When a consumer goes to the gas pump to fill up, they are assuming what they are paying for is gasoline. In Ohio, that's a big assumption. Because Ohio has no regulatory program to test and ensure the quality of gasoline, Ohioans are using blind luck at the pump.
Over six billion gallons of fuel are sold per year in Ohio, which is one of the largest consumer states in the nation. Yet, Ohio is one of only three states, along with Alaska and Nebraska, without any regulatory authority to test fuel quality.
Montgomery County Auditor Karl Keith first began advocating for fuel quality testing legislation in 2000, but he says there has never been more momentum than there is now, more than twenty years later. The issue has been thrust into the spotlight after consumers suffered significant engine damage from two recent incidents in Southwest Ohio.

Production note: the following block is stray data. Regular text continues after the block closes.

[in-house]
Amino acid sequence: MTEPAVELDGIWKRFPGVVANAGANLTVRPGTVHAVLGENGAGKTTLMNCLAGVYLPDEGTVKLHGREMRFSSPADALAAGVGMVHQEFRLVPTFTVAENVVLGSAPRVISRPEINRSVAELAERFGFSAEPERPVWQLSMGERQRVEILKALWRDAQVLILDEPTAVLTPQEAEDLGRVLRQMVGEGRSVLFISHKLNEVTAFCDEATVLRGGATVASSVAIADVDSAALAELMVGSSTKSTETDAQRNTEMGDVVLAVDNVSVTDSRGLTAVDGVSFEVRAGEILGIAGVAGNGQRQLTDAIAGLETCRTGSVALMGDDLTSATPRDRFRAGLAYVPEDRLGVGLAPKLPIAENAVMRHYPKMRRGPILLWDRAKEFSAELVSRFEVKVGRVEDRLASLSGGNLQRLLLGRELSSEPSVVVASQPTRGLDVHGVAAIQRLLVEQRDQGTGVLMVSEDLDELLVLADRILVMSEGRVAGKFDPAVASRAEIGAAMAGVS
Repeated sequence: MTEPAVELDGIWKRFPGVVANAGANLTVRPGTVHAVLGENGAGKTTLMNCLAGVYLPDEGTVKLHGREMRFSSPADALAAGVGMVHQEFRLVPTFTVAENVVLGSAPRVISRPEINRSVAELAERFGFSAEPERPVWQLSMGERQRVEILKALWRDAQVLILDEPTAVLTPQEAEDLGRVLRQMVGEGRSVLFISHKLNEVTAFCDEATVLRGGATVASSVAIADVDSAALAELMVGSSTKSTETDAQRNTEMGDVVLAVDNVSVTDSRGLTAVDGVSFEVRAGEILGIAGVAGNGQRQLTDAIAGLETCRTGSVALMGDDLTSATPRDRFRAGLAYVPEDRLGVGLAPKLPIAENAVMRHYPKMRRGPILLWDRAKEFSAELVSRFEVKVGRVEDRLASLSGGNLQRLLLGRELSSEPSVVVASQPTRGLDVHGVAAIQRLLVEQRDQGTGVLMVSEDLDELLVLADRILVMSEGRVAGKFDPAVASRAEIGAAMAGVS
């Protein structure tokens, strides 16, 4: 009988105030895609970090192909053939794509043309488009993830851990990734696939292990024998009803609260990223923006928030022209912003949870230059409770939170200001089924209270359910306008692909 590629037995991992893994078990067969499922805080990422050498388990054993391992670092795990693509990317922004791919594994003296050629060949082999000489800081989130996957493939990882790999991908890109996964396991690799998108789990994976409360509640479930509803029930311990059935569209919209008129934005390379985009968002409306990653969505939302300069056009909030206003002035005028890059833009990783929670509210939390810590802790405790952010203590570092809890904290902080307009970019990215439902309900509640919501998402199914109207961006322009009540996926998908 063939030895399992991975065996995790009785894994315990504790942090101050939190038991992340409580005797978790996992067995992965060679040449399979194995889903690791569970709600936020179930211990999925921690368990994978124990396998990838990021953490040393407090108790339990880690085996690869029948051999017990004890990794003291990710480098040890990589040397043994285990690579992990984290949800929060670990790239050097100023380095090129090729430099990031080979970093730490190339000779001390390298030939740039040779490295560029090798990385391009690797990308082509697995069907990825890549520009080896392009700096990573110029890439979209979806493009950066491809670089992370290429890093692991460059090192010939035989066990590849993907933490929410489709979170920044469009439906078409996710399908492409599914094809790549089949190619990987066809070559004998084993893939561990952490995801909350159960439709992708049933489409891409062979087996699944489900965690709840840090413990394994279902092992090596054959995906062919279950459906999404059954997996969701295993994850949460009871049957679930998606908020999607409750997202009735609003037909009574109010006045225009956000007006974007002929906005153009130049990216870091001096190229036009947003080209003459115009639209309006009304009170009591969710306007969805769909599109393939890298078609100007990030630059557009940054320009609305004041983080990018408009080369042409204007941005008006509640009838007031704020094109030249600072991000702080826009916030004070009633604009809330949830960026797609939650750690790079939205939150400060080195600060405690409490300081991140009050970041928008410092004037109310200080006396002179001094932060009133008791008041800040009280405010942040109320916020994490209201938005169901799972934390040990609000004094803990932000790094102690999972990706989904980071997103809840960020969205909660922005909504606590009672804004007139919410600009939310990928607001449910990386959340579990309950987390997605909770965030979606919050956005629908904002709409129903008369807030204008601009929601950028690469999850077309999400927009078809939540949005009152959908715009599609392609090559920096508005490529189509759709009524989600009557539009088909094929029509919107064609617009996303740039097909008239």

County auditors already have weights and measures inspectors who visit gas stations to test the quantity of fuel, but they do not have the authority to test the quality of that fuel. Since the same inspectors could draw samples to test for fuel quality, the cost of implementing a statewide fuel quality program would be minimal.
Auditor Keith supports legislation that would grant county auditors the authority to establish motor fuel quality testing programs in their counties. This would allow county auditors to ensure that the octane level is correct and check that fuel is not tainted by water or sediment.
Consumers have a right to know what they are putting in their vehicles. Montgomery County Auditor Karl Keith wants to ensure that it is gasoline.